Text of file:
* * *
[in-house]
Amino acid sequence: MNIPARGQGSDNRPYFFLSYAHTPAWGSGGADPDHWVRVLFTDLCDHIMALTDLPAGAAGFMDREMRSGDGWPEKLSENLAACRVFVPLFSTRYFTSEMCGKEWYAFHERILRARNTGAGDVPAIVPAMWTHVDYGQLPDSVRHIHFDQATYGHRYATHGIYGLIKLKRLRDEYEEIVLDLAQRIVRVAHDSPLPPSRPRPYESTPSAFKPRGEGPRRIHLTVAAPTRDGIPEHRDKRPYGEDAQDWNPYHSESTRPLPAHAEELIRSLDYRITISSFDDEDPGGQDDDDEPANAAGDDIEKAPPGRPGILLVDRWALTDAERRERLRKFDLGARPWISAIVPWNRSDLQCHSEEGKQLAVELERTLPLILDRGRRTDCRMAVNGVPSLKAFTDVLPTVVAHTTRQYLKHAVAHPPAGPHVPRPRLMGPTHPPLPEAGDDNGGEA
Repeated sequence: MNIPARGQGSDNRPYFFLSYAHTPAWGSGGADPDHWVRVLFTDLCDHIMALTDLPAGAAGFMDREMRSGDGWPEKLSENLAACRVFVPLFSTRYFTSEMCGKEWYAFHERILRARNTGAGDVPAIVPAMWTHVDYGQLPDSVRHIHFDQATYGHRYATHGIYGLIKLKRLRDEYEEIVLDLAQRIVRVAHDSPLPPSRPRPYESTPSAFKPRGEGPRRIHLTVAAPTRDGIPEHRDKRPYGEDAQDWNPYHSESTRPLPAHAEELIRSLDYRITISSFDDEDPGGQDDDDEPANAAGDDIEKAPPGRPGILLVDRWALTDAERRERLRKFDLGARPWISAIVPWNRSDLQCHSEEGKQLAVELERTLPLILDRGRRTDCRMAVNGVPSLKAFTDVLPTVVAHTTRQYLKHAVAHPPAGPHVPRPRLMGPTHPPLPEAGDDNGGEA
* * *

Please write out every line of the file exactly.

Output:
[in-house]
Amino acid sequence: MNIPARGQGSDNRPYFFLSYAHTPAWGSGGADPDHWVRVLFTDLCDHIMALTDLPAGAAGFMDREMRSGDGWPEKLSENLAACRVFVPLFSTRYFTSEMCGKEWYAFHERILRARNTGAGDVPAIVPAMWTHVDYGQLPDSVRHIHFDQATYGHRYATHGIYGLIKLKRLRDEYEEIVLDLAQRIVRVAHDSPLPPSRPRPYESTPSAFKPRGEGPRRIHLTVAAPTRDGIPEHRDKRPYGEDAQDWNPYHSESTRPLPAHAEELIRSLDYRITISSFDDEDPGGQDDDDEPANAAGDDIEKAPPGRPGILLVDRWALTDAERRERLRKFDLGARPWISAIVPWNRSDLQCHSEEGKQLAVELERTLPLILDRGRRTDCRMAVNGVPSLKAFTDVLPTVVAHTTRQYLKHAVAHPPAGPHVPRPRLMGPTHPPLPEAGDDNGGEA
Repeated sequence: MNIPARGQGSDNRPYFFLSYAHTPAWGSGGADPDHWVRVLFTDLCDHIMALTDLPAGAAGFMDREMRSGDGWPEKLSENLAACRVFVPLFSTRYFTSEMCGKEWYAFHERILRARNTGAGDVPAIVPAMWTHVDYGQLPDSVRHIHFDQATYGHRYATHGIYGLIKLKRLRDEYEEIVLDLAQRIVRVAHDSPLPPSRPRPYESTPSAFKPRGEGPRRIHLTVAAPTRDGIPEHRDKRPYGEDAQDWNPYHSESTRPLPAHAEELIRSLDYRITISSFDDEDPGGQDDDDEPANAAGDDIEKAPPGRPGILLVDRWALTDAERRERLRKFDLGARPWISAIVPWNRSDLQCHSEEGKQLAVELERTLPLILDRGRRTDCRMAVNGVPSLKAFTDVLPTVVAHTTRQYLKHAVAHPPAGPHVPRPRLMGPTHPPLPEAGDDNGGEA